Skip to main content

Sign up for our newsletter.

Quality journalism. Progressive values. Direct to your inbox.

Dear Common Dreams Readers:
Corporations and billionaires have their own media. Shouldn't we? When you “follow the money” that funds our independent journalism, it all leads back to this: people like you. Our supporters are what allows us to produce journalism in the public interest that is beholden only to people, our planet, and the common good. Please support our Mid-Year Campaign so that we always have a newsroom for the people that is funded by the people. Thank you for your support. --Jon Queally, managing editor

Join the small group of generous readers who donate, keeping Common Dreams free for millions of people each year. Without your help, we won’t survive.

Australian journalist Annika Smethurst had her home raided Tuesday by police.

Australian journalist Annika Smethurst had her home raided Tuesday by police. (Image: Annika Smethurst, Twitter)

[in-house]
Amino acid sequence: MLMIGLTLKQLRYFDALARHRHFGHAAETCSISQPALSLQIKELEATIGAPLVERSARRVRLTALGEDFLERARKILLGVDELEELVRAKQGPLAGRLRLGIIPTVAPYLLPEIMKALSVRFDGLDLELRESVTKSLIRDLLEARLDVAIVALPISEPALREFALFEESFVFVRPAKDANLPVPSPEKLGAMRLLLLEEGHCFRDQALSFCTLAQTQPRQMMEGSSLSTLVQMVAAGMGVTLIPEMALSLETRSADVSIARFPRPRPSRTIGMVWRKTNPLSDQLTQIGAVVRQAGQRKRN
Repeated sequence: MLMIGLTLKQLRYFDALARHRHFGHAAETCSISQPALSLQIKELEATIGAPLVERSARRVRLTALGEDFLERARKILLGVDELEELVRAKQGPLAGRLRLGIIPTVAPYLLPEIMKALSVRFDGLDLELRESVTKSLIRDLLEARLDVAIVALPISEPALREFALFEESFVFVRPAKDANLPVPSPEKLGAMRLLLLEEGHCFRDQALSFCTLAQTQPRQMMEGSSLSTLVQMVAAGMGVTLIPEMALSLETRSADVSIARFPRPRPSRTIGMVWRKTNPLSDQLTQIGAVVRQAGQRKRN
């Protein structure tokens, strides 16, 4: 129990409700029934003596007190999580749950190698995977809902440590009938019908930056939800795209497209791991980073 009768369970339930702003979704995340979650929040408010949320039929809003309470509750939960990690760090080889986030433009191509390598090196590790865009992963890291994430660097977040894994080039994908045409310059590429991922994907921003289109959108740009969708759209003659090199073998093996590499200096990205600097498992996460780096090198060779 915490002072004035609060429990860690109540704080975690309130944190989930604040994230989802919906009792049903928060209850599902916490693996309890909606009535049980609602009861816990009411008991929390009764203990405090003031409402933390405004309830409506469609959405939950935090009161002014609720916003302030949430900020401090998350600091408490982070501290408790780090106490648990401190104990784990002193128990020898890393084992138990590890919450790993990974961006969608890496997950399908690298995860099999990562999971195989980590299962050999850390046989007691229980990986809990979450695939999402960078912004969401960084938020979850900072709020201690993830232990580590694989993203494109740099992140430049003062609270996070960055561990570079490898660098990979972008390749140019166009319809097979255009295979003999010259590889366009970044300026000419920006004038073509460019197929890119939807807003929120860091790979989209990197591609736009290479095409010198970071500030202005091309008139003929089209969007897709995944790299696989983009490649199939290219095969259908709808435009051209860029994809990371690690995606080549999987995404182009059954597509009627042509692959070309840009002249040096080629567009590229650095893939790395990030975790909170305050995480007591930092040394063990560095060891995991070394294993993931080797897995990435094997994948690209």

'Outrageous': Police Raid Home of Aussie Journalist Who Reported on Secret Domestic Spying Program

"If you are not concerned over a journalist being raided on the basis of 'national security concerns' for reporting on the potential over reach of Australia's security agencies into your lives, there is something seriously wrong."

Eoin Higgins

Australian police raided the home of one of the country's prominent journalists Tuesday, raising questions about press freedom in that country and across the western world. 

Journalist Annika Smethurst, the national politics editor at Sydney's Sunday Telegraph, was the target of the early morning raid. Police served a warrant at her home related to materials she obtained and used in a story on April 29, 2018, about an Australian government plan to expand surveillance capabilities for the Australian Signals Directorate (ASD). 

In response to the raid, News Corp Australia, Smethurst's employer, decried the police actions as "a dangerous act of intimidation."

"What's gone on this morning sends a clear and dangerous signals to journalists and newsrooms across Australia," the company said in a statement. "This will chill public interest reporting."

In Smethurst's 2018 story, she detailed how the ASD intended to seek greater powers over surveillance targets—including Australian nationals, which the ASD is not permitted to surveil under Australian law. The new rules, if put in place, would have allowed the agency to access the private information of Australian citizens "without a trace," reported Smethurst, citing "top secret letters between the heads of home affairs and defence."

Those secret documents provided the impetus for the raid, according to a police statement.